If we continue to seek revenge, if we continue to try to outlaw Muslims in this supposed land of the free, then we are exposed as hypocritical Christians and have already been overcome by evil … and Islam has won America.

August 25th, 2010 | Author:

It’s been a long couple weeks, but I’m finally getting back on my feet.  Turns out that a new thyroid medication was reeking havoc with my fibromyalgia, causing overdose symptoms.  Eewww!!  Anyhow, that’s done and here I am to thank all of you for your prayers and notes of encouragement.  It’s nice to know you’ve got my back.  :)   I’ve got some catching up to do, but I hope to make the rounds in the next few days.

I recently had a discussion on a Christian forum I joined earlier this summer.  The other party’s most recent post included the following, in reference to the pledge of allegiance, which he insists is a prayer:

Indivisible means we can never be separated from our God who rules over us.

While I agree that individual, born-again believers cannot be separated from God, regular readers who have seen my many, many posts about various aspects of church and state will know that I don’t count America, the nation, in that number.

At the mini level, “indivisible” was included by Bellamy when he wrote the pledge in 1892, not because our country couldn’t be separated from God, but to reinforce the notion that America is “One Nation which the Civil War was fought to prove.”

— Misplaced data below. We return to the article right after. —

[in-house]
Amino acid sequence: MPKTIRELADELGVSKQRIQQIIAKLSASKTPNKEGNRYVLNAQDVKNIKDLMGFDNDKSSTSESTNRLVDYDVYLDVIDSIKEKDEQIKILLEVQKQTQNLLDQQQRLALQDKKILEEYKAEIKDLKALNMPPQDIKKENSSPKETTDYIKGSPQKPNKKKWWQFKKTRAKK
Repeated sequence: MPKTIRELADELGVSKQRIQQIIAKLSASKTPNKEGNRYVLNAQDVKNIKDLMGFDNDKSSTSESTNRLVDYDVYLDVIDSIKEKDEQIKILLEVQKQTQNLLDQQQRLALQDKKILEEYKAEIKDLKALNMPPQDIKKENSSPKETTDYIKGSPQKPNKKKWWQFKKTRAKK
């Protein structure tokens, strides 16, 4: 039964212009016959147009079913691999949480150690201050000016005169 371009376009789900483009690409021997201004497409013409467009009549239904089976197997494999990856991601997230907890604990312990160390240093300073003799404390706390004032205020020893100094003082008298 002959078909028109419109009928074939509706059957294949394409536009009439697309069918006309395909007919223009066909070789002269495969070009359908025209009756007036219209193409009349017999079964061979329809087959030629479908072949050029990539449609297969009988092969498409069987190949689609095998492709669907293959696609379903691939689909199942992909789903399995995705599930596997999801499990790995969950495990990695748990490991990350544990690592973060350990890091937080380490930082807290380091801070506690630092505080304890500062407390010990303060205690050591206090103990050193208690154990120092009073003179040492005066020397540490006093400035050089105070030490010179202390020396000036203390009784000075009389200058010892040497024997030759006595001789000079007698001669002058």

At the macro level, while our country may or may not have been formed as “the direct result of the providence of God,” I find it impossible to believe that God is currently directing our government to murder over 50 million unborn babies or thousands of innocent civilians in Iraq and Afghanistan.  There is an immeasurable difference between God and America, and I believe strongly that we will be required to choose which is first in our lives.

As so often happens when an issue is at the front of my mind, I came across a reference that applies.  I’ve been reading an excellent series at Herescope by Pastor Anton Bosch, who has long held my respect, titled The Money God.  The whole series is worth your time, but in Part III, The Political Kingdom, here is part of what he had to say:

Throughout the 3-year ministry of Jesus, his disciples and the multitudes who followed Him, expected Him to establish a material, political Kingdom. It is likely that a number of the Twelve followed Jesus because of this expectation. Several of them were of the party called the “Zealots.” Simon is specifically named a Zealot (Luke 6:15). And in addition there is evidence that Simon Peter, John, James and Judas (Iscariot) were all Zealots. According to the first-century Jewish historian Josephus, the Zealots were one of the political parties of the day. (The others were the Pharisees, Sadducees and the Essenes – the Zealots had broken away from the Pharisees.) The Zealots were on the extreme right of the political spectrum, and they were called Zealots because of their zeal for national Israel and their hatred of Roman domination.

Throughout the ministry of Jesus there is evidence that the Twelve expected Him to establish a material Kingdom immediately: “they thought the Kingdom of God would appear immediately” (Luke 19:11). In response, Jesus tells the parable about a nobleman who went away to receive a Kingdom, thus indicating that He had to go away, receive His kingdom, and then return (Luke 19:12-27). The request by James and John, through their mother, for the second and third positions of political power in the Kingdom (Matthew 20:21) was also based on the anticipation of an immediate, literal Kingdom.